Date Thesis Awarded

5-2019

Document Type

Honors Thesis

Degree Name

Bachelors of Arts (BA)

Department

Public Policy

Advisor

Paul Manna

Committee Members

Jennifer Mellor

Graham Ousey

John McGlennon

Abstract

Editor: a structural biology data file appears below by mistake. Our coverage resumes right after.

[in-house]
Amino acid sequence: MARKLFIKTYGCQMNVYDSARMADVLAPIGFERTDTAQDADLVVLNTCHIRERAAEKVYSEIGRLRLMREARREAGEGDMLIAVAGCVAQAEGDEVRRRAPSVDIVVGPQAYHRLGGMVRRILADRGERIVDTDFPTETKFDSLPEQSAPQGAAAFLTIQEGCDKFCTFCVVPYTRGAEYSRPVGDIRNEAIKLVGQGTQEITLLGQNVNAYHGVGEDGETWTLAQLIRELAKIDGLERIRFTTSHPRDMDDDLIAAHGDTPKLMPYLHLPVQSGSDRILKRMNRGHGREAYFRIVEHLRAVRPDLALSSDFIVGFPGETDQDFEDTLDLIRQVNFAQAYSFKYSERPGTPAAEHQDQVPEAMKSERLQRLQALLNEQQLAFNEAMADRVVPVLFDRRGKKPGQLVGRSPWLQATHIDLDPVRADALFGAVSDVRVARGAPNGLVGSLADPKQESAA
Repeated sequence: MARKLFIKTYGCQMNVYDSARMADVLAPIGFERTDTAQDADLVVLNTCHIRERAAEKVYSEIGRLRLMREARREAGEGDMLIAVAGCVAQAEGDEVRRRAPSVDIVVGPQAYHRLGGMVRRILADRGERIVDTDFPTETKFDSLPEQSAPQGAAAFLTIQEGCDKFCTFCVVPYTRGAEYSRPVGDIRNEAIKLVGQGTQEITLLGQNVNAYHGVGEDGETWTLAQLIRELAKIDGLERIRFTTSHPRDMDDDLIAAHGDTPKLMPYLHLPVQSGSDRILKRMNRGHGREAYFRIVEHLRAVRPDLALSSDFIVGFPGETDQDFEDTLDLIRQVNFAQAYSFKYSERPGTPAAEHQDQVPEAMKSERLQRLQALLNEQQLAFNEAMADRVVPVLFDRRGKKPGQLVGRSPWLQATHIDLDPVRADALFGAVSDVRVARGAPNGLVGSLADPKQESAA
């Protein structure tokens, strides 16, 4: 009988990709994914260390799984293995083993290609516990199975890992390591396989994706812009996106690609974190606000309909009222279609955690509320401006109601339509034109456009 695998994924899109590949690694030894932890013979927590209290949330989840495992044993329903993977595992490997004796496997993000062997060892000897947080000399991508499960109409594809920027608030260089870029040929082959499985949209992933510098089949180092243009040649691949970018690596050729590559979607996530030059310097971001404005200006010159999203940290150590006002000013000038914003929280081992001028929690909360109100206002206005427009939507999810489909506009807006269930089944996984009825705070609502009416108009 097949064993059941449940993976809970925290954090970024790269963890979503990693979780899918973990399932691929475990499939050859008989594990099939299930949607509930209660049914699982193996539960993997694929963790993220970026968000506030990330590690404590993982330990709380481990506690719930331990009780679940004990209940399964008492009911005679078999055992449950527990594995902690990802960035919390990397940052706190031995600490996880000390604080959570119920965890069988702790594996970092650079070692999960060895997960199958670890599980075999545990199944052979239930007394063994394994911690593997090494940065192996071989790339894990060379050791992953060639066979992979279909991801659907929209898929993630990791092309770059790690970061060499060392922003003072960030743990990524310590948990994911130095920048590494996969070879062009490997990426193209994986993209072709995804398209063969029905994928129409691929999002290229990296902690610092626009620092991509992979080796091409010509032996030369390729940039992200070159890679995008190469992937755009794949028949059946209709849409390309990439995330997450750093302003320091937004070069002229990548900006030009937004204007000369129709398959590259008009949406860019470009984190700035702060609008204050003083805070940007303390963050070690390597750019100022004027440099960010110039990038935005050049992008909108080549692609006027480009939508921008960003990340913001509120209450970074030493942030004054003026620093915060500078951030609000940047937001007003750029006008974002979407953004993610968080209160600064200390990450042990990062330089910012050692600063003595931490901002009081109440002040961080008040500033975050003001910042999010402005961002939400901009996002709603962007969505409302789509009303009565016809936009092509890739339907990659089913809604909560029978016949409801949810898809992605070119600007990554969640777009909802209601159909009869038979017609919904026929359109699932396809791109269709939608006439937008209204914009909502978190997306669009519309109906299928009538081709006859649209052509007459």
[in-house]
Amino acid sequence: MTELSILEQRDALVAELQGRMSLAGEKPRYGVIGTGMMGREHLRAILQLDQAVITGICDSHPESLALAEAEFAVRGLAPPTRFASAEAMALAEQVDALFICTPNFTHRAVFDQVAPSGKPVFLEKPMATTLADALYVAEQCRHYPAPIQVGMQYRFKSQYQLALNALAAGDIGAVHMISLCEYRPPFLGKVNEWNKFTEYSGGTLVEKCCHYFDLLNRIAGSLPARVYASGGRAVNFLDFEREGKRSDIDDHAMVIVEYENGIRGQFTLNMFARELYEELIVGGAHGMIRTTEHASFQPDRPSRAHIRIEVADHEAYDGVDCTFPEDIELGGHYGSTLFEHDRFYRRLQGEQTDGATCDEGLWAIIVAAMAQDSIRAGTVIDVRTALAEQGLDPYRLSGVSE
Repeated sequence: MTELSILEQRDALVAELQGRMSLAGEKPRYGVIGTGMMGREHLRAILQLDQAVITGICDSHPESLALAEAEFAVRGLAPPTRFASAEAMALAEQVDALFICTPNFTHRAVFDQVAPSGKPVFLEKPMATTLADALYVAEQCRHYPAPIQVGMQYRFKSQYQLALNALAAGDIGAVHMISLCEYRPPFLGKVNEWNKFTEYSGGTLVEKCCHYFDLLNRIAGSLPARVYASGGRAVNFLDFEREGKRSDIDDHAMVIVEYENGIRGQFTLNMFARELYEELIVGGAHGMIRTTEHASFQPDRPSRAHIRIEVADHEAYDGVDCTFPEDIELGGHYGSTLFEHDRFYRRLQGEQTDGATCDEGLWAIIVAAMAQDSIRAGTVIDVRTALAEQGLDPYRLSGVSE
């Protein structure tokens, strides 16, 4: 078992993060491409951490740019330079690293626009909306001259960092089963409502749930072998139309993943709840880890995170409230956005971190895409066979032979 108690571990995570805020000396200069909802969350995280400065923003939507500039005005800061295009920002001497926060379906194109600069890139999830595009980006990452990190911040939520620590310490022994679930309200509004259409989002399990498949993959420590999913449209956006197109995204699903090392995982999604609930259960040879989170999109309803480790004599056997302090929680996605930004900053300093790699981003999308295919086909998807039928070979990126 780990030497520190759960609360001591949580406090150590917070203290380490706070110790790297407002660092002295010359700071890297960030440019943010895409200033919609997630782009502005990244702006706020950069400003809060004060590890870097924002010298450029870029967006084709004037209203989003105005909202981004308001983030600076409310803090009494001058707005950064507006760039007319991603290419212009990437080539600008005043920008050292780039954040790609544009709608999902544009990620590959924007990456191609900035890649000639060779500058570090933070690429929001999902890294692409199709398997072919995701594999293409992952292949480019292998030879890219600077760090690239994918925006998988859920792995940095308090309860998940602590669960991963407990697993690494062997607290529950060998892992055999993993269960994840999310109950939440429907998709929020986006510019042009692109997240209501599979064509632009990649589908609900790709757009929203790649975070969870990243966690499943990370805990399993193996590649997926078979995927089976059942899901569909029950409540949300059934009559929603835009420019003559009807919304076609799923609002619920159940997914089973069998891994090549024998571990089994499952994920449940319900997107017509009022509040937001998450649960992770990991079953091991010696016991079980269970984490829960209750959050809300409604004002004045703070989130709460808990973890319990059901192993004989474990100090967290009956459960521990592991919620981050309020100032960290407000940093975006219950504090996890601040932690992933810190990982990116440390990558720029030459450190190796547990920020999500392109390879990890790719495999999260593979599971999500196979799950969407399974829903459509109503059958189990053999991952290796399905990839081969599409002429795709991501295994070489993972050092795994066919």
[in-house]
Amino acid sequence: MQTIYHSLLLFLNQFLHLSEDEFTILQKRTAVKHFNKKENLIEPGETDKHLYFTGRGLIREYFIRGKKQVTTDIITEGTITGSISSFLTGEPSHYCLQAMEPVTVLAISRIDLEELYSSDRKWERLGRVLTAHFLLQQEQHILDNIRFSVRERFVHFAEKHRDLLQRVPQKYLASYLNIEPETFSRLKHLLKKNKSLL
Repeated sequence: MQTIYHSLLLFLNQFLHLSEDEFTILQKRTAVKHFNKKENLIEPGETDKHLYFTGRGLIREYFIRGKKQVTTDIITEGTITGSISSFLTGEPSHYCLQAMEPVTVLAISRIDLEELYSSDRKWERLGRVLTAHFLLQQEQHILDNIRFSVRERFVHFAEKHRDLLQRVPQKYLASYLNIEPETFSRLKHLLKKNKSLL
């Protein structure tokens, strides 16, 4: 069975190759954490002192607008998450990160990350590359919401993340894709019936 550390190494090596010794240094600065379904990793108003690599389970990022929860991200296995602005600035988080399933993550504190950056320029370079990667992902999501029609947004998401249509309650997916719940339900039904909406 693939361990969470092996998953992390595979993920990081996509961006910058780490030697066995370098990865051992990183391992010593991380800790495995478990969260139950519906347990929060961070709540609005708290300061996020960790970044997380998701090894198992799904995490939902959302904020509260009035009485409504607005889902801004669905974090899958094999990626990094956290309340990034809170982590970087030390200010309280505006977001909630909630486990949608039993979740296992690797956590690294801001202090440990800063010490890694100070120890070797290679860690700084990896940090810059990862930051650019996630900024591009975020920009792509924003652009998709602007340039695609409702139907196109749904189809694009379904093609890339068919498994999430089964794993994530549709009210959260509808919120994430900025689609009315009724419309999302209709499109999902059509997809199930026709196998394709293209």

How do community and sociopolitical factors influence mental health care delivery and inmate health outcomes in prisons and jails? This study examines the underlying variation in psychiatric and mental health care delivery in U.S. correctional facilities. In particular, I examine community demographics and partisanship at the state and county levels, to assess the impact that external factors have on the delivery of correctional psychiatric and mental health care services. Prior literature neglects to establish a relationship between the sociopolitical context of correctional facilities, and their ability to deliver psychiatric and mental health services. This literature, instead, focuses on general rehabilitative services which includes education, vocational training, and drug treatment programs. I expand upon this work by including a critical rehabilitative service, mental health and psychiatric programs. In assessing this relationship, I use public U.S. Department of Justice survey data on public correctional facilities in 2000, as well as the U.S. 2000 Census General Demographic Characteristics. This research is particularly important because mental and psychiatric illnesses are disproportionately represented within the criminal justice system, consequently making correctional facilities the largest mental institution. It is necessary to highlight the reasons for underlying variation in service delivery, so policymakers can address potential health disparities and improve equitable access to resources.

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